We model the axially elongating tissue in one continuous spatial dimension, , and in continuous time, . Initially, the tissue has length , and the tissue length at time is . The form of depends on the distribution of cell divisions within the tissue. The morphogen mRNA transcript concentration, , satisfies the principle of the conservation of mass, resulting in a partial differential equation on an elongating tissue ,

(1)

Cell proliferation produces axial elongation, inducing an advective transport term, , which depends on the distribution of cell divisions [12]. The transcription zone is the region , and its mRNA source has strength ; the Heaviside step function, , which takes the values 0 and 1 for and , respectively, is used to turn the source off outside of the transcription zone (Figure 1A). We present results for a spatially invariant source where , a constant. A morphogen mRNA transcript degradation term, , is included.

Equation (1) can be rewritten into a form which highlights the two key mechanisms arising from proliferation-driven growth. Expanding the second term in Equation (1) gives

(2)

The term is the advective transport term and the term is the dilution term.

We assume that initially there is uniform morphogen mRNA transcript concentration present in the system, that is, , where . This means that any gradients that form are the result of proliferation-driven growth alone. Here morphogen mRNA cannot leave the growing tissue, giving rise to no–flux boundary conditions (which are automatically satisfied in our model):

(3)

Assuming that there is a direct correlation between morphogen mRNA transcript concentration and the morphogen protein concentration, our results for generating a morphogen mRNA gradient can be translated into a corresponding morphogen protein gradient.

Consider the case where the zone of transcription is the only zone of cell proliferation (Figure 1B). Cells within this zone divide at a rate per unit length. Because the zone of transcription is a constant length, , these cell divisions will result in cells being ‘pushed out’ of the zone at a rate . We present results for a spatially constant proliferation rate, , giving . The convective transport term takes a different form inside and outside of the transcription zone:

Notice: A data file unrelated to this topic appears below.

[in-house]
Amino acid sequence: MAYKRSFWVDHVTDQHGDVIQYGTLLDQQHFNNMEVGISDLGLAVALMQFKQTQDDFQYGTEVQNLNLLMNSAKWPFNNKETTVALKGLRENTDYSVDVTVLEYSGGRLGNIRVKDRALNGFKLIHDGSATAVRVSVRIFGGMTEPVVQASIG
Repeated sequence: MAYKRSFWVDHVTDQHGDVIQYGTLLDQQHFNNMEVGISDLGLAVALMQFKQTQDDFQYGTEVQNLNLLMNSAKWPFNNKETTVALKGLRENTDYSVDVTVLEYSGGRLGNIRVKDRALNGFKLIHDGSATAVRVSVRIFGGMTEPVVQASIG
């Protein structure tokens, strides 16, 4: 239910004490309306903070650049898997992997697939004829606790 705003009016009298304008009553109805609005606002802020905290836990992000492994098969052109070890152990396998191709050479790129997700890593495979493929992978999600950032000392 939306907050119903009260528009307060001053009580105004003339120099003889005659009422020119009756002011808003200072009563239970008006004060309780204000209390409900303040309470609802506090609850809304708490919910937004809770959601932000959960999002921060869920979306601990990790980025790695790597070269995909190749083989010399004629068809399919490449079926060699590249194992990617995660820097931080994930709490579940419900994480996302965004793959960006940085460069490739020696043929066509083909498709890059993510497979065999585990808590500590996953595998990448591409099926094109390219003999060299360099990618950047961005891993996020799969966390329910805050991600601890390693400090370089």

(4)

Note that from Equation (2), there is a dilution term in the transcription zone only, and it has strength . The solution to Equation (1) with is

(5)

This solution is investigated in detail below, separating the two cases and . Our results will demonstrate that a morphogen mRNA gradient is always established across the region , except for the special case when and . However, the properties of the resulting mRNA concentration distribution may vary greatly.

It is useful to define the equilibrium concentration in the transcription zone, namely

(6)

This is the concentration in the transcription zone which produces a balance between the constant source term () and two possible sink terms (dilution and degradation, and respectively).

Addressing first the case , the solution for the concentration simplifies to

(7)

Except for the special case , the concentration varies with position outside the transcription zone in the region at each fixed time . This is contrary to the suggestion of Dubrulle and Pourquié [3], namely that mRNA degradation (corresponding here to ) is necessary for gradient formation in a similarly growing system. For our model, is required to produce a concentration gradient only for the special case when .

For the case when , space–time plots of the concentration (Figure 2 left column) given by Equation (7) clearly display how the morphogen mRNA concentration behaves differently outside the zone of transcription, for varying values of the ratio . Plots of the concentration at different times with the same parameter values (Figure 3 left column) also illustrate this result. The importance of the relative magnitudes of and to the nature of the concentration gradient is readily apparent. For , the concentration is a decreasing function of throughout the interval , while if the concentration increases with distance from the transcription zone. Note that for the case , , so .